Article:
Google’s Mayer Tells How Innovation Gets Done

April 1, 2007

BY MICHAEL KRAUSS

Marissa Mayer, Google’s 31-year-old vice president of search products and user experience, helps drive one of the world’s most forward-thinking product innovation organizations. And when Mayer talks about the more than 300 computers a Google search query transverses in milliseconds to answer a user request, or the downside of network latency (speed of response), you know this Stanford alum knows her stuff.

Mayer graduated with honors from Palo Alto with a bachelor’s in symbolic systems and a master’s in computer science. Her specialty is artificial intelligence. She was the first female engineer hired at Mountain View, Calif.-based Google Inc. in 1999.

Since then, Newsweek named her one of the “10 Tech Leaders of the Future,” Red Herring called her one of the “15 Women to Watch,” and Business 2.0, Businessweek, Fortune and Fast Company all have written about her. Stanford honored her with a Centennial Teaching Award and the Forsythe Award, an award that recognizes research that melds informatics and the social sciences.

There’s one other thing you should know about Mayer: She’s one of the world’s top marketers. You won’t see that in her online bio at Google.com. The Internet search and online advertising giant eschews marketing and likes to proclaim itself as “not a marketing organization.” Yet Mayer is one of the most impressive marketers of our generation, both for the products she’s brought to market and for the product innovation philosophy she embodies.

When Mayer reads this, she’ll say it’s a team effort at Google. But she leads the product management efforts on Google’s search products, including Web search, images, groups, news, Froogle, the Google Toolbar, Google Desktop, Google Labs and more.

Mayer believes in the products and tools she creates. She’s deeply committed to Google’s mission to organize the world’s information and make it universally accessible. While some product innovators are motivated by greed, Mayer wants to put effective software tools into everyone’s hands. She sees the power that information provides and the way it changes and shapes lives. Mayer wants to close the digital divide.

“I just think about how different my life is today because of the Internet versus how it was 20 years ago. I think it’s really upsetting there are still people who can’t get the information,” Mayer says.

Mayer hales from Wausau, Wis., and recently returned to the Midwest to speak at one of the bastions of marketing, the Kellogg Graduate School of Management at Northwestern University in Evanston, Ill.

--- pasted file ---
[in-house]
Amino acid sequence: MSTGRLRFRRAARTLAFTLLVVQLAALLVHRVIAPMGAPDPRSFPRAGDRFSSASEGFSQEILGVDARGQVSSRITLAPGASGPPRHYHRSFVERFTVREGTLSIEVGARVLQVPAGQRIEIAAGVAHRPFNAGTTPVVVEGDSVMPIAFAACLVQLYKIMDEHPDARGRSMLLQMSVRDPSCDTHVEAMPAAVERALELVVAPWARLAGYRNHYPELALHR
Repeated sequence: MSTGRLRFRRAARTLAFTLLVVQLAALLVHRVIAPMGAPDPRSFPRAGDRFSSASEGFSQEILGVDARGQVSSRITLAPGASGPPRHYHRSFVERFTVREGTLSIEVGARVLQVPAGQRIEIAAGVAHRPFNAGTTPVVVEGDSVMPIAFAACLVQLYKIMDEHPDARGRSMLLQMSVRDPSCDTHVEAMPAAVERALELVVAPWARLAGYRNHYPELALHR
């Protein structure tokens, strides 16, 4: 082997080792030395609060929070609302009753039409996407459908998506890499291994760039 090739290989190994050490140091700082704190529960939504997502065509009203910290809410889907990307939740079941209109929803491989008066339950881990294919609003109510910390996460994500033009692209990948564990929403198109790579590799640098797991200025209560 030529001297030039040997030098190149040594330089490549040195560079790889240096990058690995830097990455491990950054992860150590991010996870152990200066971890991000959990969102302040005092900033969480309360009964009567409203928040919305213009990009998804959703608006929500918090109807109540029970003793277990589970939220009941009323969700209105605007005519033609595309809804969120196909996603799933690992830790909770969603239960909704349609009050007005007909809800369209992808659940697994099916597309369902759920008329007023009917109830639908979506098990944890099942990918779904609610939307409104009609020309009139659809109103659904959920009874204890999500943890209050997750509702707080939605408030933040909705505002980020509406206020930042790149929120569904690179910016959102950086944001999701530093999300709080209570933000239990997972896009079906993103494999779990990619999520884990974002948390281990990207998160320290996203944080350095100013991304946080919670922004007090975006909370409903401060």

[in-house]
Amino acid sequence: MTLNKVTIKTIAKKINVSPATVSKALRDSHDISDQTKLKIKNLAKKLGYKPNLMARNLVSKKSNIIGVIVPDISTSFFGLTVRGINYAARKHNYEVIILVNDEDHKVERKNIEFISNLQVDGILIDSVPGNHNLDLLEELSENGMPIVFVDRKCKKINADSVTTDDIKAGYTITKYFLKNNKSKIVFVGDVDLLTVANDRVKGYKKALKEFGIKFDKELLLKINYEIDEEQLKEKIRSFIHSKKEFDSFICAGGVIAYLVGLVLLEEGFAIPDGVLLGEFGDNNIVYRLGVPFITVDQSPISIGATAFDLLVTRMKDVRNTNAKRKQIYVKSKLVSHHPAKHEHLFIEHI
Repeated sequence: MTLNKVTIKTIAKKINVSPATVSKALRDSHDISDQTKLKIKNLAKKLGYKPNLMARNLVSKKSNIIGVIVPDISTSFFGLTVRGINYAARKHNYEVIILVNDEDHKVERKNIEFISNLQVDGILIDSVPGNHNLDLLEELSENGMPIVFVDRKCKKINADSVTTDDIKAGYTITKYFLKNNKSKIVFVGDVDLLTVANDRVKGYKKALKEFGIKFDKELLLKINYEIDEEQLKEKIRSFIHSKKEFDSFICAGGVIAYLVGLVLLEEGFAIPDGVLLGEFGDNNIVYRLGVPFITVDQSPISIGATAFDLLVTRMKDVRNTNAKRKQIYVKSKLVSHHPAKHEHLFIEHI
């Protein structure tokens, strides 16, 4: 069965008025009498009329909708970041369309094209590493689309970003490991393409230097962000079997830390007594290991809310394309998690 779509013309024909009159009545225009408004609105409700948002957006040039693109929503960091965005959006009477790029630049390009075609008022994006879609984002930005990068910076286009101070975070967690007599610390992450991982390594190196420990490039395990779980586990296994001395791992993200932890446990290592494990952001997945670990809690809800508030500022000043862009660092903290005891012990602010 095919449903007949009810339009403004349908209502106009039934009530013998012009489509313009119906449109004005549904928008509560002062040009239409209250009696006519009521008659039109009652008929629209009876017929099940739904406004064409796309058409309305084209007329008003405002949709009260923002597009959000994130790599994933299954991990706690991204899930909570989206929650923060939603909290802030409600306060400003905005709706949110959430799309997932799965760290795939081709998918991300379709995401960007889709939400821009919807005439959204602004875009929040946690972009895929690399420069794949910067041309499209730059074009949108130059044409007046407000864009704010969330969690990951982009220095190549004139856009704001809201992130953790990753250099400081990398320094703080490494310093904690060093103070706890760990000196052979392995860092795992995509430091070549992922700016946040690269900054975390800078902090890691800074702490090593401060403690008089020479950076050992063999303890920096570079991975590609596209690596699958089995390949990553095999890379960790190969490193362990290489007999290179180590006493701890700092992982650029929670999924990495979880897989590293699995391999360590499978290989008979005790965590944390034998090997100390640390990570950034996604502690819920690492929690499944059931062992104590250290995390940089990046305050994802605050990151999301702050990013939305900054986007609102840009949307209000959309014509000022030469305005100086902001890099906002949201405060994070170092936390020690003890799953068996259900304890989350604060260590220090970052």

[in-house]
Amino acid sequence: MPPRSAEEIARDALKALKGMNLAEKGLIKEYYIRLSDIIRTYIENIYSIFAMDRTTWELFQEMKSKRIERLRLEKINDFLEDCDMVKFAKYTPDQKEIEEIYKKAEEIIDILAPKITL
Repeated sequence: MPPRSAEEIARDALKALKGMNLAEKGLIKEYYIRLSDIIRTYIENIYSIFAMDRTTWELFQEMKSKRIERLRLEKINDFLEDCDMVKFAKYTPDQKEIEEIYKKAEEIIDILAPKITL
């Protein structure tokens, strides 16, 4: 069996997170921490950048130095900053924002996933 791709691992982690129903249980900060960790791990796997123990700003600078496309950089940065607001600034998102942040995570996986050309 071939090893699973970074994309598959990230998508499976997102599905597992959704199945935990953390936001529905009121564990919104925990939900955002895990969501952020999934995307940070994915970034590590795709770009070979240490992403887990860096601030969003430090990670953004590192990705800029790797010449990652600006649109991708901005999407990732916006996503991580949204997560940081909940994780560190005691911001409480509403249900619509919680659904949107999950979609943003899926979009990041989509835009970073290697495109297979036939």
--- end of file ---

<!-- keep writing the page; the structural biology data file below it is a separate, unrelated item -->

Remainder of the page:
Why invite Mayer to Kellogg? “We wanted Mayer because of Google’s popularity, spectacular growth and the YouTube acquisition,” says Mark Vovsi, a second-year MBA candidate and general manager of the Kellogg Technology Conference.

Then Vovsi hit the nail on the head: “We wanted Mayer because of the central role that Google’s products play in everyone’s ‘digital’ lifestyle.” Mayer’s products are changing our lives.

Her mantra about product innovation is powerful. All marketers should take note. The gist is simple: Recruit really great people. Give them space to create. Put products into the market. Listen to customers. Refine your products. Keep innovating. Let the products speak for themselves. Don’t worry about marketing.

After years of reading the great works on product innovation I was spellbound by Mayer’s Kellogg presentation. I wanted to learn more. So I went to YouTube and found another presentation Mayer gave on product innovation at Stanford. There, Mayer outlined nine ideas about innovation that could benefit every marketer:

  • Ideas come from everywhere—Set up a system where good ideas rise to the top.
  • Share everything you can—Don’t be territorial about ideas.
  • You’re brilliant, we’re hiring—Hire the best people; they challenge you to work at a higher level.
  • A license to pursue dreams—Google allots individuals 20% time to work on whatever they choose. (Fifty percent of Google’s product launches in the second half of 2005 came from this program).
  • Innovation, not instant perfection—Put products in the market, learn and iterate.
  • Data is apolitical—Make decisions based on market facts.
  • Creativity loves constraint—When you constrain your thoughts, you see innovation. (They wanted Google Desktop search to run on 90% of computers. That constraint drove a lot of creativity).
  • Focus on users, not money—Money follows consumers. Advertisers follow consumers. If you amass a lot of consumers you will find a way to monetize your ideas.
  • Don’t kill projects, morph them—If an idea has managed to make it out the door, there is usually some kernel of truth to it. Don’t walk away from ideas, think of ways to repackage or rejuvenate them.

Mayer’s advice to young marketers is simple: Push beyond your comfort zone. Before joining Google, for example, Mayer took a job at the UBS research lab in Zurich, Switzerland. “I like to do things that I’m a little not ready to do,” Mayer adds, “like moving to Switzerland when I don’t speak German.

“When you do something that you’re not ready to do, you learn whole new skill sets,” she goes on. “It is those risks that ultimately cause you to find your boundaries and get good at things you weren’t good at before.”

Adopting that kind of attitude could make you and your marketing organization world-class.

Michael Krauss is president of Market Strategy Group, based in Chicago, and can be reached at Michael.Krauss@Mkt-strat.com or news@ama.org.


 

 ©2007 Marion Consulting Partners